Looking through a catalog may have seemed like a mundane, commonplace act in the time before online shopping. Now, with the internet firmly entrenched as a leading place for sellers to meet their buyers, there is a clear comparison point that could make catalogs feel more unique and special. Online stores and marketplaces have thousands of items, and the next shop is only a click away. People who aren't quite sure which terms will improve their searches, or who just want to browse, may feel more than a little frazzled.
Catalogs are the anti-internet. They contain a curated selection of products, beautifully presented. People can carry them around the house and find a comfy place to just leaf through them, not suffering the eye strain associated with the little screens on smartphones. These unique traits and feelings, taken together, serve to answer the question of why shoppers would turn to physical catalogs when online stores are still at their fingertips, and therefore explain why print service providers may find success offering these projects.
Catalogs still doing big business in Australia
A new survey from Down Under holds more specific details on the continuing appeal of the catalog form, ProPrint reported. According to a Roy Morgan study, there are several industries where people value the catalog experience. Food shopping, children's clothing and general wardrobe, toys and appliances are all good markets for catalog shopping.
While the idea of using catalogs as the main method of ordering groceries and alcohol may seem unfamiliar to the U.S. printing industry, this is the case in Australia. Customers' preferences around the world point to differing market conditions, but they also point to a few universal factors. As long as catalogs are valued for some types of products, it's clear that the physical format is not an automatic turn-off in the internet age.
Audience research and picking battles based on the results of those surveys will likely prove essential for corners of the printing business specializing in catalogs. According to ProPrint, Roy Morgan CEO Michelle Levine explained that there are a few types of shopping where the internet isn't greatly threatened by the catalog segment. For instance, people want to make travel decisions based on online sources. They also want to pick restaurants, shop for cars and buy insurance online.
Online and physical mediums meet
Printing Impressions contributor Nicole Perry explained that industry watchers have assumed the end of the catalog medium in general, and they haven't been shy about doing so. She countered that consumers enjoy print media for its ease of reading and the increased impression a tangible item can make on the psyche. Remembering items from catalogs may prove easier than focusing on anything online.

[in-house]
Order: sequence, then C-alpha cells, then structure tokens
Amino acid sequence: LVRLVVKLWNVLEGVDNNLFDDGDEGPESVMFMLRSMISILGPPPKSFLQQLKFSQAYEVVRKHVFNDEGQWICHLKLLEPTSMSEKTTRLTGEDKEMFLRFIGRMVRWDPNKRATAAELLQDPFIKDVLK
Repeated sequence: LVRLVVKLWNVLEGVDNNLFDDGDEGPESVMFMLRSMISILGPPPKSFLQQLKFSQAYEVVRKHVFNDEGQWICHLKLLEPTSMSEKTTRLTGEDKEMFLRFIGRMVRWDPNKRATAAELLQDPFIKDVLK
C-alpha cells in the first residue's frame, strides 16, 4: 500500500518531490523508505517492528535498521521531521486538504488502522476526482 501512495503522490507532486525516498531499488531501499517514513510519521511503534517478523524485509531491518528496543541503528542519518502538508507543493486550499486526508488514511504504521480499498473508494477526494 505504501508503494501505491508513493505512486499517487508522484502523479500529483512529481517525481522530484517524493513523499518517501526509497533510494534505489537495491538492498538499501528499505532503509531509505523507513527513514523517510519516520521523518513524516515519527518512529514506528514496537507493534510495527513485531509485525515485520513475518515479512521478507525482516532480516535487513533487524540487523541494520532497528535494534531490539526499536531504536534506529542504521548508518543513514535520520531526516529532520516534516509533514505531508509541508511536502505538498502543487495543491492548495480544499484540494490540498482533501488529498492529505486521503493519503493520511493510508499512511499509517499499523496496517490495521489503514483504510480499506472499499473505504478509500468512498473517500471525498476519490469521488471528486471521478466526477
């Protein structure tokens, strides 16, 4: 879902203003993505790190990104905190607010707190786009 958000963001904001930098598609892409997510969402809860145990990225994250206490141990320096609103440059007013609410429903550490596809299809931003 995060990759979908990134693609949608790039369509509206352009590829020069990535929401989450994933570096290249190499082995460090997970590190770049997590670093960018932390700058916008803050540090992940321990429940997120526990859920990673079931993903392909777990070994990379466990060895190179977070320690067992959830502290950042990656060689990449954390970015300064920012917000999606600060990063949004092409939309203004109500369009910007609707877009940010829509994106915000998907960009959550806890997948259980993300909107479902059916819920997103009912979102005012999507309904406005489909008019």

That's not to say that companies printing catalogs should expect them to take massive amounts of business away from their own websites' sales. Just the opposite is true. Perry suggested that boosting online shopping numbers is one of the most practical modern uses for catalogs. People who browse catalogs and recall the items within could end up purchasing them online not long after. In the digital age, sending customers online is a safer bet than assuming buyers will be happy with 1990s-style phone ordering as the primary option.
In addition to acting as a prelude to online shopping, the catalog medium can act as a positive and compelling method of customer outreach. Perry cited a study from the U.S. Postal Service which linked catalogs with happy feelings among customers. When people get home and open the mailbox, having a well-made catalog there can be exciting or fun. This could be a refreshing change of pace from the relentless speed and endless product selection of the internet.
A boutique product
Print service providers capable of making attractive catalogs with great tactile components may find significant success in this market. The internet has become an omnipresent shopping option, with its own ingrained rules and norms. Going against these in whatever way possible could help catalog-using companies mark their campaigns as special and worthy of notice. The difference between a well-designed catalog and the sensory overload of the web can be stark.
The continuing potential of the catalog segment is a clear exemplar of the need to ask consumers what they like instead of always going with common wisdom. As print service providers have likely discovered about many of their products, the actual appetite for print is far greater than a stereotypical view of audience intent would indicate. The internet is the fast, convenient option when it comes to retail. Does that mean it's the only option? Many consumers still say no.